Tag Archives: tokenization
- PII – Personally Identifiable Information – any data that could potentially identify a specific individual. Any information that can be used to distinguish one person from another and can be used for de-anonymizing anonymous data can be considered PII
- GSA’s Rules of Behavior for Handling Personally Identifiable Information – This directive provides GSA’s policy on how to properly handle PII and the consequences and corrective actions that will be taken if a breach occurs
- PHI – Protected Health Information – any information about health status, provision of health care, or payment for health care that can be lined to a specific individual
- HIPAA Privacy Rule – The HIPAA Privacy Rule establishes national standards to protect individuals’ medical records and other personal health information and applies to health plans, health care clearinghouses, and those health care providers that conduct certain health care transactions electronically. The Rule requires appropriate safeguards to protect the privacy of personal health information, and sets limits and conditions on the uses and disclosures that may be made of such information without patient authorization. The Rule also gives patients rights over their health information, including rights to examine and obtain a copy of their health records, and to request corrections.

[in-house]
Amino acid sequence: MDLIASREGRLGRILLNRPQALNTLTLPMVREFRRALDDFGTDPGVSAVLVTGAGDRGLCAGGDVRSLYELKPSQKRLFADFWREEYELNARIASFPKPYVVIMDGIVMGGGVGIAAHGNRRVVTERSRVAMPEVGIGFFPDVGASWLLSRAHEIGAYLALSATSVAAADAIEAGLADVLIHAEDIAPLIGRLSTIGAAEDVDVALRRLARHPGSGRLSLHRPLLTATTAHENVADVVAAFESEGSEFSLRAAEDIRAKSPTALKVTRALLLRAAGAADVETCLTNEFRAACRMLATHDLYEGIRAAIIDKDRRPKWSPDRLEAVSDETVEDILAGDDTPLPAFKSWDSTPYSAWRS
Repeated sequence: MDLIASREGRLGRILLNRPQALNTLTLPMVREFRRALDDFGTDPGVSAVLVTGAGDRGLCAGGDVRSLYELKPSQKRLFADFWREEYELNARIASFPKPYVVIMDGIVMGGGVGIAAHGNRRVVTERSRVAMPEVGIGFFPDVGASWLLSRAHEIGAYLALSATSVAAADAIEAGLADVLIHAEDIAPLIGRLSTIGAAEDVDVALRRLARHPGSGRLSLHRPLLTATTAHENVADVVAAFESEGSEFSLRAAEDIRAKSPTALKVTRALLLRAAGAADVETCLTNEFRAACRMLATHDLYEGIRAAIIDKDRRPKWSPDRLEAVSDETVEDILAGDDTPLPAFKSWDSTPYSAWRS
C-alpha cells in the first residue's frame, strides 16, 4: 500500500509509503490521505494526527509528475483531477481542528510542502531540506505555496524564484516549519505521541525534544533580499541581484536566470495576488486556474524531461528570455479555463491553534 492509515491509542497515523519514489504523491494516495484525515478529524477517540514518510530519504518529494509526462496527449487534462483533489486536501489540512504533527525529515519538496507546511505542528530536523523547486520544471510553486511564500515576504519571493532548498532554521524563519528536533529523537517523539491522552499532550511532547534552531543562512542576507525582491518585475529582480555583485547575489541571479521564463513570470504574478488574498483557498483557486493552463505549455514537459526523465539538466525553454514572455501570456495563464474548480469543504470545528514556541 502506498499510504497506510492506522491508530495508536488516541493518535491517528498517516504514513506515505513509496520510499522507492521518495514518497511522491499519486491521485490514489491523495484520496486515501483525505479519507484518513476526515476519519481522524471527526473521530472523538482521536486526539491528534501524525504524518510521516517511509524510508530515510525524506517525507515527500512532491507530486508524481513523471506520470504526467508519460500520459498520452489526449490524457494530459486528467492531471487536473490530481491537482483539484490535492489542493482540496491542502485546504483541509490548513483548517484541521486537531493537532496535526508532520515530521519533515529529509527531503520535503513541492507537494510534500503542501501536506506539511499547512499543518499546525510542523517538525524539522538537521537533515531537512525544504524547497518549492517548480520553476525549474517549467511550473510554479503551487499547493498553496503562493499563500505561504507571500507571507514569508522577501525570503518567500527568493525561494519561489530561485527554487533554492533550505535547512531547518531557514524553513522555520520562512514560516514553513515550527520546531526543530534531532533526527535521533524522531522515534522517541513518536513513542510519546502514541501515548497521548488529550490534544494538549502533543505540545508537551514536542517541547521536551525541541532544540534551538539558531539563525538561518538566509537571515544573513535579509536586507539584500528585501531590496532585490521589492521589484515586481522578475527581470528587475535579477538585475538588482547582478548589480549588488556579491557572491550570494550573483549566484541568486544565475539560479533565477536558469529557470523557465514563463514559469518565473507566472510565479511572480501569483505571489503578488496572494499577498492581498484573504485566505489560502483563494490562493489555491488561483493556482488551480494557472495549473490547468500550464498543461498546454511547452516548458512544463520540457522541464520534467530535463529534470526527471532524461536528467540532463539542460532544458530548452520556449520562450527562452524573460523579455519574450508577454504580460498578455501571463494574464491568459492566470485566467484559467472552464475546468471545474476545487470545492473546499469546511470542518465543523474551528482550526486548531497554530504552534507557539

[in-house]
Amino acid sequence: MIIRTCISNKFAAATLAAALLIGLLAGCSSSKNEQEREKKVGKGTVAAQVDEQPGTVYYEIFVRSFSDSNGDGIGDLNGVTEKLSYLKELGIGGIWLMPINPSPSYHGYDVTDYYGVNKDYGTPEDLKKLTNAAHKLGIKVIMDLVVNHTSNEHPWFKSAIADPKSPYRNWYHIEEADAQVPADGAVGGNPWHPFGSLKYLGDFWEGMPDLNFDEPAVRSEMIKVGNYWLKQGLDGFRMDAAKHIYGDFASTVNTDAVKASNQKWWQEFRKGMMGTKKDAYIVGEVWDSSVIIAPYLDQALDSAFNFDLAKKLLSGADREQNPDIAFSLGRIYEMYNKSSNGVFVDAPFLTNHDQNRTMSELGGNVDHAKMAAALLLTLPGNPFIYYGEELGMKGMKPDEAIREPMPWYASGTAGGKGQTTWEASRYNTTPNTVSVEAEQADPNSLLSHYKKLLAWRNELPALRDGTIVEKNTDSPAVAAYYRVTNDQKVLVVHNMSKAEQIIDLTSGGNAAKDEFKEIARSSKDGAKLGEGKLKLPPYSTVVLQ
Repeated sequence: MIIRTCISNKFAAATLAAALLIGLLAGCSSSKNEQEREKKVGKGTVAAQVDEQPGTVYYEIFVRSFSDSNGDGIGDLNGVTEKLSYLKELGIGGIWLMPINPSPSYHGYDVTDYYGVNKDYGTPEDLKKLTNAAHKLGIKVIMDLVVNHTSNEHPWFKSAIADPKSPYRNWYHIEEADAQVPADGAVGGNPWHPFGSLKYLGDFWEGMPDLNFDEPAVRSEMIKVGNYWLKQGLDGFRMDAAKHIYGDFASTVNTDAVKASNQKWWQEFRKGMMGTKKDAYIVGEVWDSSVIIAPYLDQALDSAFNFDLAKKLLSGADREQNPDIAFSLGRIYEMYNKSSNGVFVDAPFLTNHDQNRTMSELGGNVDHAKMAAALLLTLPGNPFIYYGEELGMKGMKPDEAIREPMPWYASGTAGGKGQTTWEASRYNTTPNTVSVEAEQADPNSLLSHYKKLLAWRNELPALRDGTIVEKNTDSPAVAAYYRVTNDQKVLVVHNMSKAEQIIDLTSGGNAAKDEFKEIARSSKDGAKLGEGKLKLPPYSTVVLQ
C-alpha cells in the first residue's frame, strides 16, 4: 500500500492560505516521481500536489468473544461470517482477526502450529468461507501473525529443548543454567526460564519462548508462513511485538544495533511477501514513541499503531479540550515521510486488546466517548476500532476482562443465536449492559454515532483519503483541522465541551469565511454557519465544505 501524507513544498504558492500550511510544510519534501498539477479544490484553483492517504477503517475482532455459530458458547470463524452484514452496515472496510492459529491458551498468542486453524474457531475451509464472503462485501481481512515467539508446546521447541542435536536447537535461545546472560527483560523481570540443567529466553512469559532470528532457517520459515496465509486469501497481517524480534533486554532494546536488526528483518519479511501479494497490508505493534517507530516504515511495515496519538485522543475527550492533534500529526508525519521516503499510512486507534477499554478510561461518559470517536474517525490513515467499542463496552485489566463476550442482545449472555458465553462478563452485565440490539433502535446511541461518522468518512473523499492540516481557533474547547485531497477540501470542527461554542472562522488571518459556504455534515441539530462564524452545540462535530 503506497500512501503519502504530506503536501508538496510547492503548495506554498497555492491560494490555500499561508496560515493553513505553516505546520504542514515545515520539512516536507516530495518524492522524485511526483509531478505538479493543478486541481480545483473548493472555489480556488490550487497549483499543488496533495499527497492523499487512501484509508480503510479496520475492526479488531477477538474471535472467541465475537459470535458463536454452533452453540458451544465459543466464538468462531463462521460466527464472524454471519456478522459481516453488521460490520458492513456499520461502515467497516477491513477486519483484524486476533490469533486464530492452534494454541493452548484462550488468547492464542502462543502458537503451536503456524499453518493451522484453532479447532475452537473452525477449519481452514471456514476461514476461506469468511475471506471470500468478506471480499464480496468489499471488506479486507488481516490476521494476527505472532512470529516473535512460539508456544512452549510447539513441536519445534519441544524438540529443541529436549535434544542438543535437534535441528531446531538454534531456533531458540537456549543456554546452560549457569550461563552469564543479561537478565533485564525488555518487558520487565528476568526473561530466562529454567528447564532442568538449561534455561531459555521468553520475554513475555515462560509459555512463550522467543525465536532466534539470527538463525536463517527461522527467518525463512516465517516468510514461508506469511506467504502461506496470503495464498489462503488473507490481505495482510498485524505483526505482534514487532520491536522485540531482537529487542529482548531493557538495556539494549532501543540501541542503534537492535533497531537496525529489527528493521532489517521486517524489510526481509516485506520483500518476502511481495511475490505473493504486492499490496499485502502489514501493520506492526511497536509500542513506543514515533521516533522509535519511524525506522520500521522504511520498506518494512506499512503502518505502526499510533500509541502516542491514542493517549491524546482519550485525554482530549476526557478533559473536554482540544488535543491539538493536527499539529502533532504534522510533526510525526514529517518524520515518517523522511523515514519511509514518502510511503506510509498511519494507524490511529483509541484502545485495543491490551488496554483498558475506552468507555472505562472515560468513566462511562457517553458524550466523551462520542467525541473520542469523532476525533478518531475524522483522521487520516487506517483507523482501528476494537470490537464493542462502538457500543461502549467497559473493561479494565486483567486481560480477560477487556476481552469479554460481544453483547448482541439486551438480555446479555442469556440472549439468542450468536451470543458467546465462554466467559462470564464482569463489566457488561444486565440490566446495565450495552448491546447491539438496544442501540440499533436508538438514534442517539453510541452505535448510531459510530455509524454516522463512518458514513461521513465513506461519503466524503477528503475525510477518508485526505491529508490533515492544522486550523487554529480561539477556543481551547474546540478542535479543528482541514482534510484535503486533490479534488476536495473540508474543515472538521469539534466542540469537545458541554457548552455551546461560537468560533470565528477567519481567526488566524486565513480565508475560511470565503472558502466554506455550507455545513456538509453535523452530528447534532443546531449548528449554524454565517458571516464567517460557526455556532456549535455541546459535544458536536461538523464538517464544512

- Encryption – a method of protecting data by scrambling it into an unreadable form. It is a systematic encoding process which is only reversible with the right key.
- Tokenization – a method of replacing sensitive data with non-sensitive placeholder tokens. These tokens are swapped with data stored in relational databases and files.
- Data masking – a process that scrambles data, either an entire database or a subset. Unlike encryption, masking is not reversible; unlike tokenization, masked data is useful for limited purposes. There are several types of data masking:
- Static data masking (SDM) masks data in advance of using it. Non production databases masked NOT in real-time.
- Dynamic data masking (DDM) masks production data in real time
- Data Redaction – masks unstructured content (PDF, Word, Excel)